As costs continue to rise, and health systems face pressures on margins, the industry is moving away from its traditional, fragmented healthcare approach to one focused on consolidation, convergence, and connectivity. Technology has played a critical role in enabling these linkages, moving from disperse-and-duplicate paper records to technology as an enabler with predictive capabilities, and the ability to identify opportunities for better, more cost-effective outcomes.
"There are wide variations in health outcomes across hospitals, regions, and countries, with no clear causal relationship between money invested and health delivered." Stefan Larsson and Peter Tollman,
"Health Care's Value Problem and How to Fix It."
Transitioning to value-based care.
The shift from volume-based to value-based care is inevitable. Health systems are transitioning from traditional fee-for-service models to more outcome-based approaches, implemented incrementally and at varying speeds across the world's healthcare systems. At the heart of the value-based model are the payment mechanisms. They encourage effective treatments and create disincentives for treatments that are not cost-effective, and do not deliver value. For example, bundled payments would cover end-to-end procedures for all treatments that occur in a hip replacement scenario—consultations, the hip replacement itself, and rehabilitation—as opposed to paying for each service. This paradigm shift requires healthcare providers to understand all costs across the entire episode of care to avoid risk associated with the reimbursement level.
As patients take more financial responsibility over their health, they have more choice over where they receive care. They're increasingly influenced by ratings and reports on quality and outcomes. They're also seeking other people's opinions and reviewing experiences via social media before making decisions. For today's health systems to attract patients, they need to treat them as the informed consumers they're becoming. Accessibility of care, the consumer experience, and the availability of complex treatments are top of mind for today's healthcare consumer. Organizations that fail to address these needs will be left behind.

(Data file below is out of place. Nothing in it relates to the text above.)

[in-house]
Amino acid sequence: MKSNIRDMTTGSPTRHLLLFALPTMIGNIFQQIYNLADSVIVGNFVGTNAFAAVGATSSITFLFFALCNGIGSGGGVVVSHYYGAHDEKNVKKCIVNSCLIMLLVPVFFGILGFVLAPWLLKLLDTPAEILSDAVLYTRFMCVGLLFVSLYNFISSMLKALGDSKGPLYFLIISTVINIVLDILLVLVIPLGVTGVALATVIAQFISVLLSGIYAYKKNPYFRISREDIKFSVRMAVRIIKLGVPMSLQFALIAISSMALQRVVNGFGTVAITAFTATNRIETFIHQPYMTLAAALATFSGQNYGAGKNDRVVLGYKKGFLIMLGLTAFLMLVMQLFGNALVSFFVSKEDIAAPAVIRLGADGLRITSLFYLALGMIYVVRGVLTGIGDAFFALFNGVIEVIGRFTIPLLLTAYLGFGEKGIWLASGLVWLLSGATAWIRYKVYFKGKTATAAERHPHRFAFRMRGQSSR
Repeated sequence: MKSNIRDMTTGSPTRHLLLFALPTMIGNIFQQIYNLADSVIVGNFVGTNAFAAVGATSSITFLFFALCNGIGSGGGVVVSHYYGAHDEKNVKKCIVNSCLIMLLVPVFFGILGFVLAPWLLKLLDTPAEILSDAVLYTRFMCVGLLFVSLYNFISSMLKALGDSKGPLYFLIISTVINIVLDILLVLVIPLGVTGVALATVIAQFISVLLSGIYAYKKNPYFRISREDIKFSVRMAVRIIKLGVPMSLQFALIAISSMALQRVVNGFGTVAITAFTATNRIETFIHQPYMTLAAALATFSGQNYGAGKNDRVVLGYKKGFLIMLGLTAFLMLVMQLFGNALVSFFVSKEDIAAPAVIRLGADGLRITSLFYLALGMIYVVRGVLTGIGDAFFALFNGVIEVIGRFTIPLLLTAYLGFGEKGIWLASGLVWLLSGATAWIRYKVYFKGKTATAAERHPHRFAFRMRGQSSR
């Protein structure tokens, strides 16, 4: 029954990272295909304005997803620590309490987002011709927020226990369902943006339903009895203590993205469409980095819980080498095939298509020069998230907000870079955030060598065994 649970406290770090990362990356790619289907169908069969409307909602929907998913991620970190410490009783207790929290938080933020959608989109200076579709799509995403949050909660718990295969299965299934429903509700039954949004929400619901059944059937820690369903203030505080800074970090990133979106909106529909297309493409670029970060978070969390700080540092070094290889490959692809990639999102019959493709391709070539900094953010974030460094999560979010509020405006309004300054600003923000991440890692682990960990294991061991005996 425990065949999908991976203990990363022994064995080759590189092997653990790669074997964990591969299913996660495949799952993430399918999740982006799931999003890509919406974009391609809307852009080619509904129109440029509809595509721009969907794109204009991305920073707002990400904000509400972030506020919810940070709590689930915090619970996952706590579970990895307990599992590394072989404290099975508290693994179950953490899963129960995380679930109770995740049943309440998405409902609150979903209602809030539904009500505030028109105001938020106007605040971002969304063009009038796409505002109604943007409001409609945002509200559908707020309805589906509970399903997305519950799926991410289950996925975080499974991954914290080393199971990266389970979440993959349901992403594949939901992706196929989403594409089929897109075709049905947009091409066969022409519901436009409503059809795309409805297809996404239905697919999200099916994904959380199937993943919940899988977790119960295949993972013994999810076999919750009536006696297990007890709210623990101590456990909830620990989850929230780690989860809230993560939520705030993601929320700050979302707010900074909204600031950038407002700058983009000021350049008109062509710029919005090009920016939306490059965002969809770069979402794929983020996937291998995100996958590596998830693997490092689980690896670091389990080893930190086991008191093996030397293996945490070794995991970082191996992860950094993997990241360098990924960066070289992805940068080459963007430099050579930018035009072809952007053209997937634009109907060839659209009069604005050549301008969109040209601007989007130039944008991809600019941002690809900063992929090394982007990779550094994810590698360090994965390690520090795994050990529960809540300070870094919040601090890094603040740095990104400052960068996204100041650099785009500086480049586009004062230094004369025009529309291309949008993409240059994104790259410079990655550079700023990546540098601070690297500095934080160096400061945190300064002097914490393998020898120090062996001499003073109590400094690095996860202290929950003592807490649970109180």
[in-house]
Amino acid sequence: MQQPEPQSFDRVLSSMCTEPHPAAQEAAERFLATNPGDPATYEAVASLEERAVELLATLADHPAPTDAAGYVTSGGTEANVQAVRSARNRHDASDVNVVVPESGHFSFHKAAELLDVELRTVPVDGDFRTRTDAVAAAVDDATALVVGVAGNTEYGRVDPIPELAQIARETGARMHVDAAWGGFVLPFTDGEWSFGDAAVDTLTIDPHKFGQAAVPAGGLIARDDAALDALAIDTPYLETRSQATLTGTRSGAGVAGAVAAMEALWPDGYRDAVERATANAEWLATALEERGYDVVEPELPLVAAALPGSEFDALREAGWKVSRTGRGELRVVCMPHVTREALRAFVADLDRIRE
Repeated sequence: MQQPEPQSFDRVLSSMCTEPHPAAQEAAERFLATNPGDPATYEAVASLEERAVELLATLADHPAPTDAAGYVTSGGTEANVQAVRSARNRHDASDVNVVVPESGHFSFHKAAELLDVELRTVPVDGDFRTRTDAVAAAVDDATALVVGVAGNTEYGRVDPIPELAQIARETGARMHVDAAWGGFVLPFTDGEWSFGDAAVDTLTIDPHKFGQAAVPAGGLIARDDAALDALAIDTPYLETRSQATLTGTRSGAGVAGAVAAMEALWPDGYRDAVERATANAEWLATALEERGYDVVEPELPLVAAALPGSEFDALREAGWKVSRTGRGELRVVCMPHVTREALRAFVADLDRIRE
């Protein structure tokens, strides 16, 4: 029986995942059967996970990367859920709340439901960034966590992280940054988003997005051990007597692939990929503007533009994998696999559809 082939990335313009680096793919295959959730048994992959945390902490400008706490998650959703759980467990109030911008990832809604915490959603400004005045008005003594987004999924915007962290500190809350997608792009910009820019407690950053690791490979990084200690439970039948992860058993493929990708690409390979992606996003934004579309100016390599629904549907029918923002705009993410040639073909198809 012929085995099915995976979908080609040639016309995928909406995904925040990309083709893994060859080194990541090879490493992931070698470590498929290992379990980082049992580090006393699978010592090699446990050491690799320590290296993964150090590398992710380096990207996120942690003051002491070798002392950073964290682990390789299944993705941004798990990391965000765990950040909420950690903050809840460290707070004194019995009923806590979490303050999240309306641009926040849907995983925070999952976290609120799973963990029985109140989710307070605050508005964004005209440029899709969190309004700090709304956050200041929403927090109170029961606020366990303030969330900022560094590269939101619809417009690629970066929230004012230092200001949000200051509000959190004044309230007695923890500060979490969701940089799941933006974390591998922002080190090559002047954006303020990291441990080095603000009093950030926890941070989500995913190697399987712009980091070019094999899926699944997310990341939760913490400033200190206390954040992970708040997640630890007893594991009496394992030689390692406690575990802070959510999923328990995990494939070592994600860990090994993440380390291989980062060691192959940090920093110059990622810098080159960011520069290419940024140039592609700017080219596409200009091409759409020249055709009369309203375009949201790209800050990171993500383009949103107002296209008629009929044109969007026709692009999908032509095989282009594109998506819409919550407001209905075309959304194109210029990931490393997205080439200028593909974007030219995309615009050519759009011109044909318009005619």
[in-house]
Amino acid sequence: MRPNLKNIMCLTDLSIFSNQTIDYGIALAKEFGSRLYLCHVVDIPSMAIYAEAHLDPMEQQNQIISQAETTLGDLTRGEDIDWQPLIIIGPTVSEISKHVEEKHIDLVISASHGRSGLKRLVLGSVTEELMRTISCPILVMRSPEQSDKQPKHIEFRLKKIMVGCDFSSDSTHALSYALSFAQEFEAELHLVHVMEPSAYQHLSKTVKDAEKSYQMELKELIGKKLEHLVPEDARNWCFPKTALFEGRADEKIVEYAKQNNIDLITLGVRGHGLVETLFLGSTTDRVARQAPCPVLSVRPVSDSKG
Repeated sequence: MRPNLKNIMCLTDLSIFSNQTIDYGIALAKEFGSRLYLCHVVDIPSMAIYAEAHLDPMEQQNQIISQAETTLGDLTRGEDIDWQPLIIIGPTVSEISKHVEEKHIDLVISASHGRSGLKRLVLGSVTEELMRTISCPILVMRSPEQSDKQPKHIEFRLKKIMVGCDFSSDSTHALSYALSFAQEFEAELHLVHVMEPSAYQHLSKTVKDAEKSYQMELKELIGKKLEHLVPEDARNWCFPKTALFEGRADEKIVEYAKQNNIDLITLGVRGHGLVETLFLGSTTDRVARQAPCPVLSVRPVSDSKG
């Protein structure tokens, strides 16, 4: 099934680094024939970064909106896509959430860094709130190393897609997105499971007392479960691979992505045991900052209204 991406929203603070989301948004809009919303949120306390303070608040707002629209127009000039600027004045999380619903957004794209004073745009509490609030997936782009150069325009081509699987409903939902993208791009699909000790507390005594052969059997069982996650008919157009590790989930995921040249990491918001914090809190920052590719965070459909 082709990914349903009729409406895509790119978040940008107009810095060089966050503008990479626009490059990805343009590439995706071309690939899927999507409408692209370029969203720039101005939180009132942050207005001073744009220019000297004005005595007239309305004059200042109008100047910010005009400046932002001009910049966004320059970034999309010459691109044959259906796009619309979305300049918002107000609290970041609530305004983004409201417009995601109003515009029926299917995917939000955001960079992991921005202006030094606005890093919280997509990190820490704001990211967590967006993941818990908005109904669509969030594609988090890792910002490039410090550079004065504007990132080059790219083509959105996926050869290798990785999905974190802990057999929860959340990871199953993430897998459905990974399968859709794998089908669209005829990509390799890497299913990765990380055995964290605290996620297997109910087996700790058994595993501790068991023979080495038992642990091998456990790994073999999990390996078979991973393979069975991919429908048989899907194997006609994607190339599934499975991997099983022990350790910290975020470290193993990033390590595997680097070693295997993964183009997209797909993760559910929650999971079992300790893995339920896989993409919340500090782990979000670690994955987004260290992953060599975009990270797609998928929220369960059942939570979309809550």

Health systems are responsible for managing large amounts of data, from electronic medical records to genomic data, claims data, and personal/protected health information (PHI). This makes them prime targets for cybercriminals who would look to steal and abuse that data. Should a healthcare organization fall victim to a cyberattack, they could be have difficulty accessing records and providing services, leading to patient frustration or potentially life-threatening consequences—as seen in the ransomware attack that crippled key systems for the NHS in the UK in 20177.
In addition to managing the data, health systems are subject to strict privacy regulations—such as GDPR in the EU and HIPAA in the US—to ensure everything is kept secure. Those organizations that fail to meet regulatory standards could face stiff penalties, lawsuits, and significant internal remediation costs.
Embracing the Quadruple Aim.
The Triple Aim8 —enhancing patient experience, improving population health, and reducing costs—is widely accepted as a framework to optimize health-system performance.
These steps are vital in improving the health of the population. And health systems are now realizing the necessity of a fourth goal—improving clinician satisfaction. As such, the Triple Aim is evolving into the Quadruple Aim, ensuring clinicians avoid burnout, which is associated with poor patient experiences, reduced outcomes, and increased cost.
Estimated reading time: 4 minutes
Healthcare and Digital Disruption
Technology is at the heart of transforming the healthcare industry today. Health systems are adopting cloud and other emerging technologies to deliver the future of healthcare.
Internet of Things.
Healthcare is using the Internet of things (IoT) in a number of ways to better manage infrastructure and resources, as well as provide new services with innovative approaches to managing care. Healthcare organizations see immediate potential for IoT in three key areas:
- Remote patient monitoring (RPM)
- Wellness and prevention programs
Remote patient monitoring can get people home faster after surgery, while monitoring for complications and keeping caregivers connected with their patients. IoT-enabled wellness and prevention programs can encourage patients to better manage their lifestyle, so they can reduce the severity of chronic conditions—all of which improve the patient experience. Also, the value opportunities in operations include energy savings, increased utilization of mobile clinical devices, and predictive maintenance to reduce downtime.
"The potential with IoT is that throughout a whole care pathway, a person's data is continuously being gathered and used to help diagnose the patient so they can receive the best treatment as quickly as possible."9 Leon Marsh, CEO, Inova Design Solutions